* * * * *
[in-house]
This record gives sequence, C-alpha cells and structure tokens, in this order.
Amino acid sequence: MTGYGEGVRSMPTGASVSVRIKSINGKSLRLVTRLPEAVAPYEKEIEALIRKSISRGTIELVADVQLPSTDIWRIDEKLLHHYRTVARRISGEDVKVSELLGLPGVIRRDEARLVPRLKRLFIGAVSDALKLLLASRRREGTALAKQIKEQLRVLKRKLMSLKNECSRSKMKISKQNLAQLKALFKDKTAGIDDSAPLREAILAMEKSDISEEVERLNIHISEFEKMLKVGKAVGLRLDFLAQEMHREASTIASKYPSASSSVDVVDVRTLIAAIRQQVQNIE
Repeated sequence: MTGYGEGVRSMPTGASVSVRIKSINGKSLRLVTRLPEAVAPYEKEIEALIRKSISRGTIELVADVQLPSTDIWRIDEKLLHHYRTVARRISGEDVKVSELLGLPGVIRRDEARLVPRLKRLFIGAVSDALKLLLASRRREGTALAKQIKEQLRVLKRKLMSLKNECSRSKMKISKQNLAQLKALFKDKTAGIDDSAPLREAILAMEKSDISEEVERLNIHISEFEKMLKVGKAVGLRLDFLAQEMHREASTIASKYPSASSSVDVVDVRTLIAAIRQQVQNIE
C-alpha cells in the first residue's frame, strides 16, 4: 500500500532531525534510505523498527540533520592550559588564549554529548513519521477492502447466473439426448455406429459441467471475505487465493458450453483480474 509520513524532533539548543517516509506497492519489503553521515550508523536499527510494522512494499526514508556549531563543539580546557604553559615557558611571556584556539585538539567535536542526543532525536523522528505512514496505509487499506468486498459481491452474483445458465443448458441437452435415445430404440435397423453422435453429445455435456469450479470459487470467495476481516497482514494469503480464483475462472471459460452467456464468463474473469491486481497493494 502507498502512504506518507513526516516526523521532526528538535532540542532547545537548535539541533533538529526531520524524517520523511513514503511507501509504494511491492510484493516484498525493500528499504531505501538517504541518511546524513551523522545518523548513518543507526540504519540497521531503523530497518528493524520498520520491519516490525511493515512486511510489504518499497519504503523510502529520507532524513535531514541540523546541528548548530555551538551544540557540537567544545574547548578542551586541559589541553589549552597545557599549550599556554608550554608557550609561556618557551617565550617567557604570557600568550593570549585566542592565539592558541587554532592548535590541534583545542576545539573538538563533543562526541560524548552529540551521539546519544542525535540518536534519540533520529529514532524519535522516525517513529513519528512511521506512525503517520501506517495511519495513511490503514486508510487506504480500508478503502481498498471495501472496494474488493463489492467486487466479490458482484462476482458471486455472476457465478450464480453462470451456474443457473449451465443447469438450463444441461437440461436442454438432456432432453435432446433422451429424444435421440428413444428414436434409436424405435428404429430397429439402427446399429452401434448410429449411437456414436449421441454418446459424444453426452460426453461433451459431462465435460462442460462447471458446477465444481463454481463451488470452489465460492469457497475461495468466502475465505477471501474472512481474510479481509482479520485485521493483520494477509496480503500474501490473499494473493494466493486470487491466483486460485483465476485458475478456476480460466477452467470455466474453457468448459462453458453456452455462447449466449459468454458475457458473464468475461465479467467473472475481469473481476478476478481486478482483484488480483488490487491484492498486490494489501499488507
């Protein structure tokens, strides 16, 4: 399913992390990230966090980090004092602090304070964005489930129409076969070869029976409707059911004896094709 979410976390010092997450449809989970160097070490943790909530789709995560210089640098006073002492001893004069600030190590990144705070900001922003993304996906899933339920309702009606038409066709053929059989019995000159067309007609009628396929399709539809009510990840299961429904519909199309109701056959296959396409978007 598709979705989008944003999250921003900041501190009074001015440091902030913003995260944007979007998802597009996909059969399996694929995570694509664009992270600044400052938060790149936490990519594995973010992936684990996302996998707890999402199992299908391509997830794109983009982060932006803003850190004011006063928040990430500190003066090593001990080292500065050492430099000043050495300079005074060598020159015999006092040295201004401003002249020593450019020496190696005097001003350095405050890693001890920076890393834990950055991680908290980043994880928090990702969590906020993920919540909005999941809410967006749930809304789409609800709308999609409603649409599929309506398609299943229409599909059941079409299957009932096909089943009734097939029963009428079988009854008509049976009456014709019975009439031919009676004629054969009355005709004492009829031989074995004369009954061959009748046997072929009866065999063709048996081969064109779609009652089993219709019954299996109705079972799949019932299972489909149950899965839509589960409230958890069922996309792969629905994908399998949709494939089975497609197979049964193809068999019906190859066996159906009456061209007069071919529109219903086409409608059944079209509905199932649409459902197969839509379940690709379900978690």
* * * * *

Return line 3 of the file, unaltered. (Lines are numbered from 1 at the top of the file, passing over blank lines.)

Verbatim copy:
Amino acid sequence: MTGYGEGVRSMPTGASVSVRIKSINGKSLRLVTRLPEAVAPYEKEIEALIRKSISRGTIELVADVQLPSTDIWRIDEKLLHHYRTVARRISGEDVKVSELLGLPGVIRRDEARLVPRLKRLFIGAVSDALKLLLASRRREGTALAKQIKEQLRVLKRKLMSLKNECSRSKMKISKQNLAQLKALFKDKTAGIDDSAPLREAILAMEKSDISEEVERLNIHISEFEKMLKVGKAVGLRLDFLAQEMHREASTIASKYPSASSSVDVVDVRTLIAAIRQQVQNIE